You can have more, you can do better, you can be different ... if you
with any of that. We all do it. We all want to.
The question is: is it satisfying? And if so, when do we get
satisfaction? After we get more? After we've done better? After we're
Or is it prior to all that?
Is satisfaction the result of getting more? Is it the
result of doing better? Is it the result of being different?
Or could it be it goeswith all that? (as
may have said).
Examining and discovering what allows for us being satisfied prior to
(and thus carried into) any and all of life's avenues, is the
only game in town. It's a game in sharp contrast to any of the other
games people play. In other games, when the game ends it ends. This
game never ends. In other games, there are winners and there are
losers. In this game there are only winners. In other games there are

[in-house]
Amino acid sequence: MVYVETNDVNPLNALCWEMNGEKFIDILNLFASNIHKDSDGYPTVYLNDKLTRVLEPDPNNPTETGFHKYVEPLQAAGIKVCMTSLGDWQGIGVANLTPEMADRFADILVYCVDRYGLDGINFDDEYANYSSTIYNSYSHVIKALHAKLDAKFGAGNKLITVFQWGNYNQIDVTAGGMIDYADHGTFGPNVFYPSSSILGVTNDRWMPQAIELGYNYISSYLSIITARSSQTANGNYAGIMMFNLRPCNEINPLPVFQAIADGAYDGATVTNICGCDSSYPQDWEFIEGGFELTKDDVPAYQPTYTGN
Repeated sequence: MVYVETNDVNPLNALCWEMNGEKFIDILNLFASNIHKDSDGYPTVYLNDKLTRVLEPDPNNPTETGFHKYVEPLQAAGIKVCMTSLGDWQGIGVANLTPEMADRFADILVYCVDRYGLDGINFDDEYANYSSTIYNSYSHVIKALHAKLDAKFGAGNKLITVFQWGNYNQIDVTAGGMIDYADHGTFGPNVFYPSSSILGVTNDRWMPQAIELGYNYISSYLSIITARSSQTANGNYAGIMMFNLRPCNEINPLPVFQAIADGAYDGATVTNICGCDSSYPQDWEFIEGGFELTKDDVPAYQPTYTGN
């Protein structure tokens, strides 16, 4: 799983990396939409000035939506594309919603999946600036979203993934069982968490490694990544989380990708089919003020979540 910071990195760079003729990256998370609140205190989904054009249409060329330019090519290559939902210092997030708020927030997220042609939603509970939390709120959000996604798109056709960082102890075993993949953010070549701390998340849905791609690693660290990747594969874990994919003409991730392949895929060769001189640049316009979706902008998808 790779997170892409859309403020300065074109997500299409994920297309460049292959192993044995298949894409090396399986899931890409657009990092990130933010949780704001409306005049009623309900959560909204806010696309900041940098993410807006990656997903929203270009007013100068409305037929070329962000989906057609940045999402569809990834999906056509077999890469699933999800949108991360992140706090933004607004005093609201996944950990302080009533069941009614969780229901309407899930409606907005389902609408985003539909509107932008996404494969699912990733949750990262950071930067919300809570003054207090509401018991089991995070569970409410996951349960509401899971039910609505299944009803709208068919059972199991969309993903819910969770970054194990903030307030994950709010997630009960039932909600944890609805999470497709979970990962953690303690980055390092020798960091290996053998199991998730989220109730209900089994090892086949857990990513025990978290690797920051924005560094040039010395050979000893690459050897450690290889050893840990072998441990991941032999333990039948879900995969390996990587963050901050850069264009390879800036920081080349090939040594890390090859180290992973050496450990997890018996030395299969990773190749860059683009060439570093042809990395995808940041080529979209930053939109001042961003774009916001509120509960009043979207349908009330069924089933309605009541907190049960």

players and there are spectators. In this game there are only players.
Oh, and in this game, everyone's on the same team.
In contrast, the unexamined drive for more /
better / different arguably runs a bigger
percentage of the population. It requires less original thought. And
eventually, much to the chagrin of its adherents, it's also more
disappointing and more frustrating. That's not to say it doesn't have
any rewards. Rather, it's that when we get its rewards, instead of a
sense of victory, we're left with the nagging question "Is this all
The evidence of its
is in this simple observation: if more / better / different were
enough, when you and I are beyond a certain level of achievement, we
would be satisfied, and when you and I are below a certain level of
achievement, we wouldn't stand a chance of ever being satisfied in
life. Look around. Tell the truth about what you see. Tell the truth
about your experience. Tell the truth about the stock you've put in
this attraction. You can tell it doesn't pay out in lasting
satisfaction. In this sense, we're all gambling addicts
losing at slot machines of life.
Since we're all autonomically thrown to gamble this way anyway, the
question then arises "What's the possibility of the more / better /
different drive if we bring satisfaction to it rather than seeking
satisfaction from it?". It's this inquiry which is the only game in